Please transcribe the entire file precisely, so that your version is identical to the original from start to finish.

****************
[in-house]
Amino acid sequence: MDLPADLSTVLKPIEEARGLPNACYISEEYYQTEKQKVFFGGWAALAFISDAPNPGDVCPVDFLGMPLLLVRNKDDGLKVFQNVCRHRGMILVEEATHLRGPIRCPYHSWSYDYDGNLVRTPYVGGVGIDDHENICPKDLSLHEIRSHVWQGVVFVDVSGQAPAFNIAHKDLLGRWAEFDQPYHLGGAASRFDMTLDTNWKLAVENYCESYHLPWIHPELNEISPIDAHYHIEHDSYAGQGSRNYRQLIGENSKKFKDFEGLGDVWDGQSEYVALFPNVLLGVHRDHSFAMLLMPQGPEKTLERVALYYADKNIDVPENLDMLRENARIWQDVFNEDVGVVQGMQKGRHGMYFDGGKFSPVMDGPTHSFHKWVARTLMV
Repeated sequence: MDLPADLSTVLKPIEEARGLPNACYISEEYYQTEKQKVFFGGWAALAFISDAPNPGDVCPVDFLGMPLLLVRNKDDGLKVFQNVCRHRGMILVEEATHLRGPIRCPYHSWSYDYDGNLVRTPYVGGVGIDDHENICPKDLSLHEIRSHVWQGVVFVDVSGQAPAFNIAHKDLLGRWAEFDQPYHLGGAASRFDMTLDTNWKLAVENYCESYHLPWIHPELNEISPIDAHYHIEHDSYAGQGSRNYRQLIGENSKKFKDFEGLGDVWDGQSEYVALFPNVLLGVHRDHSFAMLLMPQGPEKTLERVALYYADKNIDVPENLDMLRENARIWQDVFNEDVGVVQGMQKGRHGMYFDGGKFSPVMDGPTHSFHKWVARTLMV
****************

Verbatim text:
[in-house]
Amino acid sequence: MDLPADLSTVLKPIEEARGLPNACYISEEYYQTEKQKVFFGGWAALAFISDAPNPGDVCPVDFLGMPLLLVRNKDDGLKVFQNVCRHRGMILVEEATHLRGPIRCPYHSWSYDYDGNLVRTPYVGGVGIDDHENICPKDLSLHEIRSHVWQGVVFVDVSGQAPAFNIAHKDLLGRWAEFDQPYHLGGAASRFDMTLDTNWKLAVENYCESYHLPWIHPELNEISPIDAHYHIEHDSYAGQGSRNYRQLIGENSKKFKDFEGLGDVWDGQSEYVALFPNVLLGVHRDHSFAMLLMPQGPEKTLERVALYYADKNIDVPENLDMLRENARIWQDVFNEDVGVVQGMQKGRHGMYFDGGKFSPVMDGPTHSFHKWVARTLMV
Repeated sequence: MDLPADLSTVLKPIEEARGLPNACYISEEYYQTEKQKVFFGGWAALAFISDAPNPGDVCPVDFLGMPLLLVRNKDDGLKVFQNVCRHRGMILVEEATHLRGPIRCPYHSWSYDYDGNLVRTPYVGGVGIDDHENICPKDLSLHEIRSHVWQGVVFVDVSGQAPAFNIAHKDLLGRWAEFDQPYHLGGAASRFDMTLDTNWKLAVENYCESYHLPWIHPELNEISPIDAHYHIEHDSYAGQGSRNYRQLIGENSKKFKDFEGLGDVWDGQSEYVALFPNVLLGVHRDHSFAMLLMPQGPEKTLERVALYYADKNIDVPENLDMLRENARIWQDVFNEDVGVVQGMQKGRHGMYFDGGKFSPVMDGPTHSFHKWVARTLMV